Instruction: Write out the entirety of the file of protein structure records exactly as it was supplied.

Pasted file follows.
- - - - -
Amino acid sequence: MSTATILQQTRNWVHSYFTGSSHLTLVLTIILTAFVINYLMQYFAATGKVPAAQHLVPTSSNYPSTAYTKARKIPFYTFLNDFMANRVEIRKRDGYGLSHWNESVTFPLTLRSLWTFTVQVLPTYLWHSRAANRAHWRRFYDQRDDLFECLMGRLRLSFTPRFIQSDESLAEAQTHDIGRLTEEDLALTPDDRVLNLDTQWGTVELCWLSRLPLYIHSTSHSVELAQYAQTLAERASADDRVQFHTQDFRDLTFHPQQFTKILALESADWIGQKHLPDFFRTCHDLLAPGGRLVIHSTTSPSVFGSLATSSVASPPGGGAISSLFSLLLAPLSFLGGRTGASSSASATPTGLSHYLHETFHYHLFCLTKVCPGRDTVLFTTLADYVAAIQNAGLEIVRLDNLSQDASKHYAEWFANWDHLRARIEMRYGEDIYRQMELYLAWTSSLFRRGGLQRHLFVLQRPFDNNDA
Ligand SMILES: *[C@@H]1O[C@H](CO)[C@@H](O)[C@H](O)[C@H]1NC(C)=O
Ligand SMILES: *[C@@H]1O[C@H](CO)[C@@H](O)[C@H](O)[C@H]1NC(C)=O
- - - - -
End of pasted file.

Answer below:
Amino acid sequence: MSTATILQQTRNWVHSYFTGSSHLTLVLTIILTAFVINYLMQYFAATGKVPAAQHLVPTSSNYPSTAYTKARKIPFYTFLNDFMANRVEIRKRDGYGLSHWNESVTFPLTLRSLWTFTVQVLPTYLWHSRAANRAHWRRFYDQRDDLFECLMGRLRLSFTPRFIQSDESLAEAQTHDIGRLTEEDLALTPDDRVLNLDTQWGTVELCWLSRLPLYIHSTSHSVELAQYAQTLAERASADDRVQFHTQDFRDLTFHPQQFTKILALESADWIGQKHLPDFFRTCHDLLAPGGRLVIHSTTSPSVFGSLATSSVASPPGGGAISSLFSLLLAPLSFLGGRTGASSSASATPTGLSHYLHETFHYHLFCLTKVCPGRDTVLFTTLADYVAAIQNAGLEIVRLDNLSQDASKHYAEWFANWDHLRARIEMRYGEDIYRQMELYLAWTSSLFRRGGLQRHLFVLQRPFDNNDA
Ligand SMILES: *[C@@H]1O[C@H](CO)[C@@H](O)[C@H](O)[C@H]1NC(C)=O
Ligand SMILES: *[C@@H]1O[C@H](CO)[C@@H](O)[C@H](O)[C@H]1NC(C)=O